Azerbaijani people share a common trait: their eyes fill with tears when they are asked to describe their experiences of mugham. Mugham is a branch of traditional Azerbaijani music founded upon a matrix of modal structures. Yet mugham goes further: for its native performers and listeners it signifies a philosophy, a spiritual quest in search of truth, experienced as an intensely emotional trance state that is propelled through music. In the complex post-Soviet milieu which is simultaneously progressive and conservative, pro-Western and nativist, neo-colonial and nationalist, mugham binds and provides meaning for Azerbaijani people. Defining Azerbaijani identity, mugham is deeply anchored in the vast realm of Islamic beliefs. Hence, this musical tradition, often referred to as the “shared Muslim way of thinking,” incites intimate conversations suffused with quotations from the Quran, Sufi writings, and treatises about Islam and art. In performance, these meanings are encoded through sung poetry, movements of bodies, techniques of playing, and inner states.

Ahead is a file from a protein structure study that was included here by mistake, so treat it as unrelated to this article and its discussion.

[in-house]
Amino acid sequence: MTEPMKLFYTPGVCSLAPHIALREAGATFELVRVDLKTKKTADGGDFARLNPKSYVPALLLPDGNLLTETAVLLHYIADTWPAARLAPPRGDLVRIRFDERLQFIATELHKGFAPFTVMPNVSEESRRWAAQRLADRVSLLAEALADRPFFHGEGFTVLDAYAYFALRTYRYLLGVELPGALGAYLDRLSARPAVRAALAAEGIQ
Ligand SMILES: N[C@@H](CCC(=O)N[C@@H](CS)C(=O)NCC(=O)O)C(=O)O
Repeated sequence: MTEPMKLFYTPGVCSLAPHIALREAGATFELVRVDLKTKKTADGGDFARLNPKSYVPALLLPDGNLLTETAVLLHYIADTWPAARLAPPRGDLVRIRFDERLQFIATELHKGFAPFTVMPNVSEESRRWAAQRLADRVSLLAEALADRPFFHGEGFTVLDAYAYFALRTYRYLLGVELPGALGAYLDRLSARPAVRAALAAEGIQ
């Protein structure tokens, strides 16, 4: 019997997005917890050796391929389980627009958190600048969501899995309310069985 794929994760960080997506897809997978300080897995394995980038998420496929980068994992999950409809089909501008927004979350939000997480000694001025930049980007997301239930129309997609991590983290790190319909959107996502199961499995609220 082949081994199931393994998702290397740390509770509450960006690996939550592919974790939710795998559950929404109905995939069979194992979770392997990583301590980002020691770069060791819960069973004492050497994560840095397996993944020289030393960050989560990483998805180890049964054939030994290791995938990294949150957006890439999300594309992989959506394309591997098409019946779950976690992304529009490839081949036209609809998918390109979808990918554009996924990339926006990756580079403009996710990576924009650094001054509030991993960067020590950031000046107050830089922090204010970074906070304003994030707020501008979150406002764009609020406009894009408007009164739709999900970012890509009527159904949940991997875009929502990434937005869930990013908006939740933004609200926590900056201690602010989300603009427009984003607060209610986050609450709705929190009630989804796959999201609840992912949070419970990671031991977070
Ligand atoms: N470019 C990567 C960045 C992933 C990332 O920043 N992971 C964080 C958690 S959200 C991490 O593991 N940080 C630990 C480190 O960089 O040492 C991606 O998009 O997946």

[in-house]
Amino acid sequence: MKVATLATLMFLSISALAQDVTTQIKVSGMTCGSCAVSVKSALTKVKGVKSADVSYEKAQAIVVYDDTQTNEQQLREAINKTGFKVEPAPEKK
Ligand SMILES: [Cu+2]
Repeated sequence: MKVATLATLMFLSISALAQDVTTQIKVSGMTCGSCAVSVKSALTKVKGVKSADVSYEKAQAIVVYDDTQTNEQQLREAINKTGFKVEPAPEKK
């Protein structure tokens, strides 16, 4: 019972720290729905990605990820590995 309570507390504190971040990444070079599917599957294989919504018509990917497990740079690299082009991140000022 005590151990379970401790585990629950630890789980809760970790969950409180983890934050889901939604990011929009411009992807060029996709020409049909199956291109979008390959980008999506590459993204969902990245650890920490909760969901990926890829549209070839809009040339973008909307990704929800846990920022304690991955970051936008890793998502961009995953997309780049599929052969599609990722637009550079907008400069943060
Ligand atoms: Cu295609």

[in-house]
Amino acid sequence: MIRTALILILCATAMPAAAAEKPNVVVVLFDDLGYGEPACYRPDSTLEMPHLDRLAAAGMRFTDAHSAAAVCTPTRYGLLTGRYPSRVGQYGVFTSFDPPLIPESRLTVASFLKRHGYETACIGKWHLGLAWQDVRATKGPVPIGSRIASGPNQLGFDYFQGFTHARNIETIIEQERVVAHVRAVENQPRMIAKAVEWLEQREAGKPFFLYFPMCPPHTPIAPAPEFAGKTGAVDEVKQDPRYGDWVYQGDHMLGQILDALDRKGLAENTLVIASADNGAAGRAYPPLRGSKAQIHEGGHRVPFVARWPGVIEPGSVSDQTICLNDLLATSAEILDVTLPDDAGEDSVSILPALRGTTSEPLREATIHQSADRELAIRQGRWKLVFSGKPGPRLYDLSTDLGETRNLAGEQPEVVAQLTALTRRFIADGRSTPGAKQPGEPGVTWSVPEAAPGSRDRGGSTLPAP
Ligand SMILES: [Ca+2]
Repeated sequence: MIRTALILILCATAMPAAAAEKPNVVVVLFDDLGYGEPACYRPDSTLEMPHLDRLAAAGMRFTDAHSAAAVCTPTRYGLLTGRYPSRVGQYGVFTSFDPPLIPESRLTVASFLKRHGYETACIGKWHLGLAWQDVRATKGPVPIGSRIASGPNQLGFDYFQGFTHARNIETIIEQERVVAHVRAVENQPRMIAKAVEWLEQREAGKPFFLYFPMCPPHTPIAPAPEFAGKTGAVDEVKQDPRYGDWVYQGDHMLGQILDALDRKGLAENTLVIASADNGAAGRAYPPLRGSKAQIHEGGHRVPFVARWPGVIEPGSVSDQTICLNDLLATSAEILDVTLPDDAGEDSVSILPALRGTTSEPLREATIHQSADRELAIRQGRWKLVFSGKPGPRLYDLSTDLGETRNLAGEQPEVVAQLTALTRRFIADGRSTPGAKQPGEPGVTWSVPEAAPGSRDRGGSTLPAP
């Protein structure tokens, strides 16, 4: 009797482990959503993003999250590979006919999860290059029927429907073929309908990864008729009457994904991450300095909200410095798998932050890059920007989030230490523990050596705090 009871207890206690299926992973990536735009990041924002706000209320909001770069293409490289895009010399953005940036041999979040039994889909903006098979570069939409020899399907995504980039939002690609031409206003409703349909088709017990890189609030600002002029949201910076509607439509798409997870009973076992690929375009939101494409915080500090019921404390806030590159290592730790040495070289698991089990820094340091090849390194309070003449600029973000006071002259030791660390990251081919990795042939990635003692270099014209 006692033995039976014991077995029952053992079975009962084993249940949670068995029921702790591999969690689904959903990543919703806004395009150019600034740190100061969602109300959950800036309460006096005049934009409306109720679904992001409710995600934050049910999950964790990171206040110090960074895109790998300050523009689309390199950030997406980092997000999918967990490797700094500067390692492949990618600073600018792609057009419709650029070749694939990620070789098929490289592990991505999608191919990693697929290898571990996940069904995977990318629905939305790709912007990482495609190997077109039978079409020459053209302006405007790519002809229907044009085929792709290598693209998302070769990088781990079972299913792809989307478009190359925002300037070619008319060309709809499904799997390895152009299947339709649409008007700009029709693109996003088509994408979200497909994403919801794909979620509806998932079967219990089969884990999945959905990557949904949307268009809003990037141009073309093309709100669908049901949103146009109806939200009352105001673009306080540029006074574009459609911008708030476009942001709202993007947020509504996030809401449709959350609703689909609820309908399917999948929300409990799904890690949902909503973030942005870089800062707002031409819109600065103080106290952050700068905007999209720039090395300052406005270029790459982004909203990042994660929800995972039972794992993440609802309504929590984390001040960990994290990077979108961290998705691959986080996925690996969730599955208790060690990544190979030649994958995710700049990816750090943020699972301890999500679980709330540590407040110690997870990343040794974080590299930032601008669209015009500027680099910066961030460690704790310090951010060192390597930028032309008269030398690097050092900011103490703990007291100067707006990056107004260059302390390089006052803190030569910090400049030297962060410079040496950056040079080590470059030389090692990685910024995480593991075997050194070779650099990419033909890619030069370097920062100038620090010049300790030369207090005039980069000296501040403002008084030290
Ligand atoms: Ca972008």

In my work, I hope to be able to understand what mugham means to the Azerbaijani people as a philosophical journey and, perhaps, how being moved emotionally and spiritually shapes their sense of self in present-day Azerbaijan.